Among the myriad steps needed to clean up construction, a cement made with heated clay stands out.

The Argos plant in Rioclaro, Colombia, can churn out as much as 2.3 million tons of cement a year, used to build everything from dams and bridges to skyscrapers and stadiums. That has helped make Argos the biggest cement maker in Colombia—but also a major producer of carbon-dioxide emissions.

The cement and CO2 had been pouring out of Rioclaro nonstop for more than 20 years when the chief executive of Argos met an academic named Karen Scrivener, who had a simple pitch: change the recipe for cement to incorporate clay, and slash the carbon footprint. She called it LC3, or limestone calcined clay cement.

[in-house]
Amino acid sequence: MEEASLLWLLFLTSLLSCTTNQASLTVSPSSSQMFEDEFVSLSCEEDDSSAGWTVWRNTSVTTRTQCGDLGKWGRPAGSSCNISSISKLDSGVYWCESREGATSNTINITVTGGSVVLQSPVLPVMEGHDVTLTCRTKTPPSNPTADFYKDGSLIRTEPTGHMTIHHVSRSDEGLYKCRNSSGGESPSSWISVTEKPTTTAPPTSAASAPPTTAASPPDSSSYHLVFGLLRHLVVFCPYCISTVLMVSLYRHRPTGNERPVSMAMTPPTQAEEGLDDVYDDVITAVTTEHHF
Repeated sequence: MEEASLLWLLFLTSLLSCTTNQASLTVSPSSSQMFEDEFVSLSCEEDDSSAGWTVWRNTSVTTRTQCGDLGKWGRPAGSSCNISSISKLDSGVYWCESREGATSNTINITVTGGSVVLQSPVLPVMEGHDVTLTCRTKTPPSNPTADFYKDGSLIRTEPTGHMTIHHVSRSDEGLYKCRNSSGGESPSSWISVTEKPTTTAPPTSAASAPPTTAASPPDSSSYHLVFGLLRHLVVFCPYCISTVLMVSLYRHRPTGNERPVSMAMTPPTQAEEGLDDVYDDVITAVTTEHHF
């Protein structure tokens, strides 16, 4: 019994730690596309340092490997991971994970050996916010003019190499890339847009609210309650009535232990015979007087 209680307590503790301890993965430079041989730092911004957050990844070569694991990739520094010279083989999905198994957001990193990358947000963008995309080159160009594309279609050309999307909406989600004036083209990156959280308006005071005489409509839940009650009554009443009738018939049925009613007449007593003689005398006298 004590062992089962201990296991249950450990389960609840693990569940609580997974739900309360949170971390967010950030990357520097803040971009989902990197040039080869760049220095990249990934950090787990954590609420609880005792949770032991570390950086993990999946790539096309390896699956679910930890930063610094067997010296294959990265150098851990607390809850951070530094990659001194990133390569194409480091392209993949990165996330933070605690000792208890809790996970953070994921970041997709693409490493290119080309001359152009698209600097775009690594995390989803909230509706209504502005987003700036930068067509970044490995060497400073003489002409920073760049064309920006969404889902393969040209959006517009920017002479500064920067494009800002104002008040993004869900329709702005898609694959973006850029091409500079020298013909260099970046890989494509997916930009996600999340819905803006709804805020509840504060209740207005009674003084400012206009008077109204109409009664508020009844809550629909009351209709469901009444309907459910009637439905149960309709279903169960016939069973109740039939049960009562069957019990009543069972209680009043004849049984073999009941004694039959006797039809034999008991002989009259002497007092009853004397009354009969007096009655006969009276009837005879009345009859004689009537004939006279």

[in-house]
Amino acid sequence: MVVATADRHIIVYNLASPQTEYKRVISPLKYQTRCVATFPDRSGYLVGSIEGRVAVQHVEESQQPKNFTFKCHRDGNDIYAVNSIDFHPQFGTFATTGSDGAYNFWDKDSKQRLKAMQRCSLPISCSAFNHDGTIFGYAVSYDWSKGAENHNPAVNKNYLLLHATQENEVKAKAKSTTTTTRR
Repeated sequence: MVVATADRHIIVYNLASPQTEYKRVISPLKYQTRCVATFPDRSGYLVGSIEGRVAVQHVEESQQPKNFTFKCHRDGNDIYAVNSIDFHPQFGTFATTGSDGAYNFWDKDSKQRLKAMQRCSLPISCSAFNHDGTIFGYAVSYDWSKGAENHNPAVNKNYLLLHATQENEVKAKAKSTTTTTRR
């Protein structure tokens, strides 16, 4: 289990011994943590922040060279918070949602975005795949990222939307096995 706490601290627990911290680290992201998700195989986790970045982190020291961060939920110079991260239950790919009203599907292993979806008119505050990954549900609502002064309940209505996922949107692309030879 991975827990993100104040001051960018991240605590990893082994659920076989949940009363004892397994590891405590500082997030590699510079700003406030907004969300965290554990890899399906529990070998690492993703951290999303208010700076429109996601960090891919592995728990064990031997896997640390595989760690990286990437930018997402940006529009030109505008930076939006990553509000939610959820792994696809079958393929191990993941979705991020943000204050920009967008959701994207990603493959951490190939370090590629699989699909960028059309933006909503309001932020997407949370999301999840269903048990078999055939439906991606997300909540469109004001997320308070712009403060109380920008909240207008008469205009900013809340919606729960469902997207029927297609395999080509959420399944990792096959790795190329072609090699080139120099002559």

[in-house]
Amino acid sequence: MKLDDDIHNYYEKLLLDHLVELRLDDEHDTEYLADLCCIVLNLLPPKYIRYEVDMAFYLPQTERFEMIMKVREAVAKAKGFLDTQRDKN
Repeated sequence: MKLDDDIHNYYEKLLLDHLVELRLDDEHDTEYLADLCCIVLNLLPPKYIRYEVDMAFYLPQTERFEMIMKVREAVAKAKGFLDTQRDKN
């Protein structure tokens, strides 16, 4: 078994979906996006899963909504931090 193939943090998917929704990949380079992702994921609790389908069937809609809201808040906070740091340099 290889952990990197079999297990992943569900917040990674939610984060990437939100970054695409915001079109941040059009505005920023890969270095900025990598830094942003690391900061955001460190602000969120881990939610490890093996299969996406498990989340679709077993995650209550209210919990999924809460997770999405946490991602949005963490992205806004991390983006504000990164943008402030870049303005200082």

After four years of development, the revamped facility in Rioclaro went online this year, using clay that’s mined about 10 miles away and processed in a newly built kiln. Argos says the technology cuts energy consumption by 30% and reduces carbon output by almost half.

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